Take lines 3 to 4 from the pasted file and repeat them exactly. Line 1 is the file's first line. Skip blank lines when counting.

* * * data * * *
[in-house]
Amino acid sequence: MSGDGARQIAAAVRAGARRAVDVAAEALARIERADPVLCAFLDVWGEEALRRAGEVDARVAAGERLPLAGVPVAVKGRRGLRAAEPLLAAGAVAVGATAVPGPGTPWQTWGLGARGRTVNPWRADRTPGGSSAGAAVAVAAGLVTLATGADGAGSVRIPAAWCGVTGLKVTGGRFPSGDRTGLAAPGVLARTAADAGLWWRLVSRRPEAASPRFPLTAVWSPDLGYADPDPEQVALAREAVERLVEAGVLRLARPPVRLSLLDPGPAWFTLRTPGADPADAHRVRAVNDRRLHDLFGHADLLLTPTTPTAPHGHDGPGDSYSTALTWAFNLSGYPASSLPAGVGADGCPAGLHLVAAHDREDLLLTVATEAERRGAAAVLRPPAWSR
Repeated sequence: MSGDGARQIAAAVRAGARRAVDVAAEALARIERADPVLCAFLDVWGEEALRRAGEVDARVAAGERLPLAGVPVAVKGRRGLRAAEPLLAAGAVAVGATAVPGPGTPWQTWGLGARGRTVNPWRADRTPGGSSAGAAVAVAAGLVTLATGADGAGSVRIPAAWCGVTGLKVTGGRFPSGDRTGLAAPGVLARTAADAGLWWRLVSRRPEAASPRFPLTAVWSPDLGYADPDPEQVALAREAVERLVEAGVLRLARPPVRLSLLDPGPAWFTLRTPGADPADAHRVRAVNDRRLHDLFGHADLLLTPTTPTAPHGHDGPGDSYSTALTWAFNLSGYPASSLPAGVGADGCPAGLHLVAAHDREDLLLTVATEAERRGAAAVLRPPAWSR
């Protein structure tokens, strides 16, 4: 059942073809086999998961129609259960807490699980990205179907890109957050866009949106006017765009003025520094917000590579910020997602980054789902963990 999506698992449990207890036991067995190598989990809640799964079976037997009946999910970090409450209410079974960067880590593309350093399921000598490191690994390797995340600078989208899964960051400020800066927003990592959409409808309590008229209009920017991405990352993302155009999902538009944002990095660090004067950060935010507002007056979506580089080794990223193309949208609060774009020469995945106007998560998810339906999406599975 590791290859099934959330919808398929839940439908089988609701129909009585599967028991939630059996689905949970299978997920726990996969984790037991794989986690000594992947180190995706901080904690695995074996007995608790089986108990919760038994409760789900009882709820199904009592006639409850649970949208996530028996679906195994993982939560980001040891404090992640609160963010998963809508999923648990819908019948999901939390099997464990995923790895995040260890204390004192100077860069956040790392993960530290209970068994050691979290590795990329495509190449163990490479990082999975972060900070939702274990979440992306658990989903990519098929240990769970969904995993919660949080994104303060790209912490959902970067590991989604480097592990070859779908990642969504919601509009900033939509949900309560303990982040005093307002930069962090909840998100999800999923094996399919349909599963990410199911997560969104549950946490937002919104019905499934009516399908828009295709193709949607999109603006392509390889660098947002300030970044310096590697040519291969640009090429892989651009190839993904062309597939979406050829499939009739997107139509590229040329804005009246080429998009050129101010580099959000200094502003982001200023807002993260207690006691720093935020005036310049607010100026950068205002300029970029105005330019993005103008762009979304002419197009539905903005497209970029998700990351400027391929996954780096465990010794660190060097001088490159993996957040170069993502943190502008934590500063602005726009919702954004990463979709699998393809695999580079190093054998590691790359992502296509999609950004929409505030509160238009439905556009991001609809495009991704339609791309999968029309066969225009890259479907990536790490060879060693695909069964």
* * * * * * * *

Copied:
Repeated sequence: MSGDGARQIAAAVRAGARRAVDVAAEALARIERADPVLCAFLDVWGEEALRRAGEVDARVAAGERLPLAGVPVAVKGRRGLRAAEPLLAAGAVAVGATAVPGPGTPWQTWGLGARGRTVNPWRADRTPGGSSAGAAVAVAAGLVTLATGADGAGSVRIPAAWCGVTGLKVTGGRFPSGDRTGLAAPGVLARTAADAGLWWRLVSRRPEAASPRFPLTAVWSPDLGYADPDPEQVALAREAVERLVEAGVLRLARPPVRLSLLDPGPAWFTLRTPGADPADAHRVRAVNDRRLHDLFGHADLLLTPTTPTAPHGHDGPGDSYSTALTWAFNLSGYPASSLPAGVGADGCPAGLHLVAAHDREDLLLTVATEAERRGAAAVLRPPAWSR
């Protein structure tokens, strides 16, 4: 059942073809086999998961129609259960807490699980990205179907890109957050866009949106006017765009003025520094917000590579910020997602980054789902963990 999506698992449990207890036991067995190598989990809640799964079976037997009946999910970090409450209410079974960067880590593309350093399921000598490191690994390797995340600078989208899964960051400020800066927003990592959409409808309590008229209009920017991405990352993302155009999902538009944002990095660090004067950060935010507002007056979506580089080794990223193309949208609060774009020469995945106007998560998810339906999406599975 590791290859099934959330919808398929839940439908089988609701129909009585599967028991939630059996689905949970299978997920726990996969984790037991794989986690000594992947180190995706901080904690695995074996007995608790089986108990919760038994409760789900009882709820199904009592006639409850649970949208996530028996679906195994993982939560980001040891404090992640609160963010998963809508999923648990819908019948999901939390099997464990995923790895995040260890204390004192100077860069956040790392993960530290209970068994050691979290590795990329495509190449163990490479990082999975972060900070939702274990979440992306658990989903990519098929240990769970969904995993919660949080994104303060790209912490959902970067590991989604480097592990070859779908990642969504919601509009900033939509949900309560303990982040005093307002930069962090909840998100999800999923094996399919349909599963990410199911997560969104549950946490937002919104019905499934009516399908828009295709193709949607999109603006392509390889660098947002300030970044310096590697040519291969640009090429892989651009190839993904062309597939979406050829499939009739997107139509590229040329804005009246080429998009050129101010580099959000200094502003982001200023807002993260207690006691720093935020005036310049607010100026950068205002300029970029105005330019993005103008762009979304002419197009539905903005497209970029998700990351400027391929996954780096465990010794660190060097001088490159993996957040170069993502943190502008934590500063602005726009919702954004990463979709699998393809695999580079190093054998590691790359992502296509999609950004929409505030509160238009439905556009991001609809495009991704339609791309999968029309066969225009890259479907990536790490060879060693695909069964």